Uber employees used the company’s lax tracking system to monitor the whereabouts of “high profile politicians, celebrities, and even personal acquaintances,” according to a declaration in a lawsuit filed against Uber by its former forensic investigator.
The declaration was revealed today by a Center for Investigative Reporting article detailing security standards at the company. The article also cites former employees who say “thousands” of employees had access to Uber’s tracking data, as well as personal information on other employees and drivers, with few protections in place to prevent improper access and misuse.
The lawsuit was filed by Ward Spangenberg, who worked on security systems at Uber starting in March 2015. The suit claims the 45-year-old Spangenberg dealt with age discrimination, as well as retaliation for blowing the whistle on alleged security lapses and other problems at the company. He was fired 11 months after he started.
The declaration also alleges that Uber would shut down connectivity in the office during law enforcement raids to stifle investigators, and improperly destroyed documents related to pending litigation.
If true, the allegations could potentially run afoul of a settlement Uber made in January with New York Attorney General Eric Schneiderman. As part of the settlement, Uber agreed to “designated employees with a legitimate business purpose,” and conduct regular assessments of the effectiveness of that program. It’s unclear whether Spangenberg’s allegations would constitute a breach of that agreement; reached by The Verge, a representative from Schneiderman’s office said, “we’re looking into it.”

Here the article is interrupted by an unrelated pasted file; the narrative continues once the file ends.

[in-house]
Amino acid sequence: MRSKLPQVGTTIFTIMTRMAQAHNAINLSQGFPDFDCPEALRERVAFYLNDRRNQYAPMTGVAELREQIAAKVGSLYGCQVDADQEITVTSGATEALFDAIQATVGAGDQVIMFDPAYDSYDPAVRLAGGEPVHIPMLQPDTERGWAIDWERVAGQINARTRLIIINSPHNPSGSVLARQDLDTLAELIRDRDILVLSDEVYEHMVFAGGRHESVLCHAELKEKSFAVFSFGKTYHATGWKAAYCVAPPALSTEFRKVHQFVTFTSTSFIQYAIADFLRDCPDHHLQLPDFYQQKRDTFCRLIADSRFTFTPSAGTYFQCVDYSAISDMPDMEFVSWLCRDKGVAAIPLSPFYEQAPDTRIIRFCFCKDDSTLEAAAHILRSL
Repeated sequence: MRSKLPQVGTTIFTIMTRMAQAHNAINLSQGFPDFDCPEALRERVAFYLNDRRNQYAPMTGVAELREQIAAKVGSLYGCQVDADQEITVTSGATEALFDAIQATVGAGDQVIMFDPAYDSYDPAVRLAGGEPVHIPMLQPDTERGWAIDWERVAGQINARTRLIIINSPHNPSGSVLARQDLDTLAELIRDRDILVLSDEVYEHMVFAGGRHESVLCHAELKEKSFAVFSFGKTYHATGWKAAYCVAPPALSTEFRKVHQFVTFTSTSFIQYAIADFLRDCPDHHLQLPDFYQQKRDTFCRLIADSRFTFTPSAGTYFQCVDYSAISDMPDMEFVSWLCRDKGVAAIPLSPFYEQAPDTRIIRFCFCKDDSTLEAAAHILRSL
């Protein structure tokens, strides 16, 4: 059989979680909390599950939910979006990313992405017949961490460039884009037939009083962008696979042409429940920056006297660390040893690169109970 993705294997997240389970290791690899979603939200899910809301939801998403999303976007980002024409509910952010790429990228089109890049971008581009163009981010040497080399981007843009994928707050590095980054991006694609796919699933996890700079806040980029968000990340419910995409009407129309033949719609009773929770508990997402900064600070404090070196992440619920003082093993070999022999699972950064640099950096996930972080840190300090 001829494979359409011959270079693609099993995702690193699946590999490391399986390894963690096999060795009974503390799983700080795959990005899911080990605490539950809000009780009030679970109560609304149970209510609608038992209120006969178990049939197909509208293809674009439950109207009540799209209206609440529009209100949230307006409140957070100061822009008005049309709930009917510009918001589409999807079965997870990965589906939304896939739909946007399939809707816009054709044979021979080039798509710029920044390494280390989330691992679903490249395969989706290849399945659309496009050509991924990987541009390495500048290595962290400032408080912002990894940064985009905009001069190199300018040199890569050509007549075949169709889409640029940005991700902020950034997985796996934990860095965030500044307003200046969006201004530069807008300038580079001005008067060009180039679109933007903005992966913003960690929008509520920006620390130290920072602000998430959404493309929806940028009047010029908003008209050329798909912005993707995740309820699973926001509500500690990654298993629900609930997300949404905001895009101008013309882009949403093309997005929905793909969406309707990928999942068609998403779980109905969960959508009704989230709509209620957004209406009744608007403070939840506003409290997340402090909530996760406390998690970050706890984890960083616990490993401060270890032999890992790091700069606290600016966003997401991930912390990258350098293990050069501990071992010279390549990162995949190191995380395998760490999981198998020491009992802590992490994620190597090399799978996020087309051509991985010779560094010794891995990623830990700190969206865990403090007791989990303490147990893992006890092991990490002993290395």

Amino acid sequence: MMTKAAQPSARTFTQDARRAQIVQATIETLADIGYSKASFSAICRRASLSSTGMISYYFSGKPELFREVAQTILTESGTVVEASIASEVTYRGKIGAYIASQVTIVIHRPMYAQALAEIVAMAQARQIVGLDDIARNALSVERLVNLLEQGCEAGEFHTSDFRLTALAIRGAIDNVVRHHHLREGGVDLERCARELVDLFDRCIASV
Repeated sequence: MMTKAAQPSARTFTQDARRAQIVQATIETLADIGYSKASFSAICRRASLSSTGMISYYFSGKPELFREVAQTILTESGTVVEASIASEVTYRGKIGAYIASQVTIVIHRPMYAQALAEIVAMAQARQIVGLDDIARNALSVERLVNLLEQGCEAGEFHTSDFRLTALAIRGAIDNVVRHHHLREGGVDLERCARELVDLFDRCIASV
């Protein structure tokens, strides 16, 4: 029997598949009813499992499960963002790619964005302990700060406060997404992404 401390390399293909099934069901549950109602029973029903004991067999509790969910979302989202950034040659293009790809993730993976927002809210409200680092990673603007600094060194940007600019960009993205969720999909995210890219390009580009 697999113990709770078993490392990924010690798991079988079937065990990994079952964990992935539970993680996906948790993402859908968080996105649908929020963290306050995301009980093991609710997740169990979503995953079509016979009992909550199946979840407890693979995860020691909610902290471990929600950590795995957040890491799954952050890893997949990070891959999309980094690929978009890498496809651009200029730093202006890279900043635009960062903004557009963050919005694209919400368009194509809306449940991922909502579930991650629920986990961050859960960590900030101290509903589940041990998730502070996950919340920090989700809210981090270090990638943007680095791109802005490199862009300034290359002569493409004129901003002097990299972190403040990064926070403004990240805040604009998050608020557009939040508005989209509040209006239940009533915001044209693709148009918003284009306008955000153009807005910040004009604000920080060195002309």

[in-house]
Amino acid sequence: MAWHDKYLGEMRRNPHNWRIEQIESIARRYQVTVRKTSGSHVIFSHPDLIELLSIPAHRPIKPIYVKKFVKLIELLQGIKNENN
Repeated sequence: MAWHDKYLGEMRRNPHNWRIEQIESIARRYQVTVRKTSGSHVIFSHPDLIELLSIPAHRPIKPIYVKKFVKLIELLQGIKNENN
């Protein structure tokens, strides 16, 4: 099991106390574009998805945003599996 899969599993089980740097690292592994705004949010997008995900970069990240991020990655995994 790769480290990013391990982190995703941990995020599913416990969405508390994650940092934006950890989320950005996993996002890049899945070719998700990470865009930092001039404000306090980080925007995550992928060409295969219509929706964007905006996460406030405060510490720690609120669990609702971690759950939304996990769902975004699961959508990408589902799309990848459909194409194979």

Uber first dealt with a tracking controversy after its use of a tool called “God View,” which allowed employees to track riders as they moved, was revealed by BuzzFeed in 2014. Spangenberg told CIR the company did put in place some privacy protections during his time there, and has renamed the tool “Heaven View.” According to CIR, at least some employees — “fewer than 10,” Uber said — have been fired for improper use of tracking.
“Uber continues to increase our security investments and many of these efforts, like our multi-factor authentication checks and bug bounty program, have been widely reported,” Uber said in a statement to The Verge. “We have hundreds of security and privacy experts working around the clock to protect our data. This includes enforcing to authorized employees solely for purposes of their job responsibilities, and all potential violations are quickly and thoroughly investigated.”
The company says approval “by managers and the legal team” is required for employees to access data, and, although some employees are given legitimate access to data, that access is compartmentalized to what employees need for their jobs.
But Uber has recently felt increased pressure over its tracking capabilities, after a new version of its app was released that can track users even when they are not using the app. The new allegations may inflame those concerns even further.
Update 12:05 PM ET: Includes statement from Uber spokesperson.
Update 2:19PM ET: Includes statement from AG Schneiderman’s office.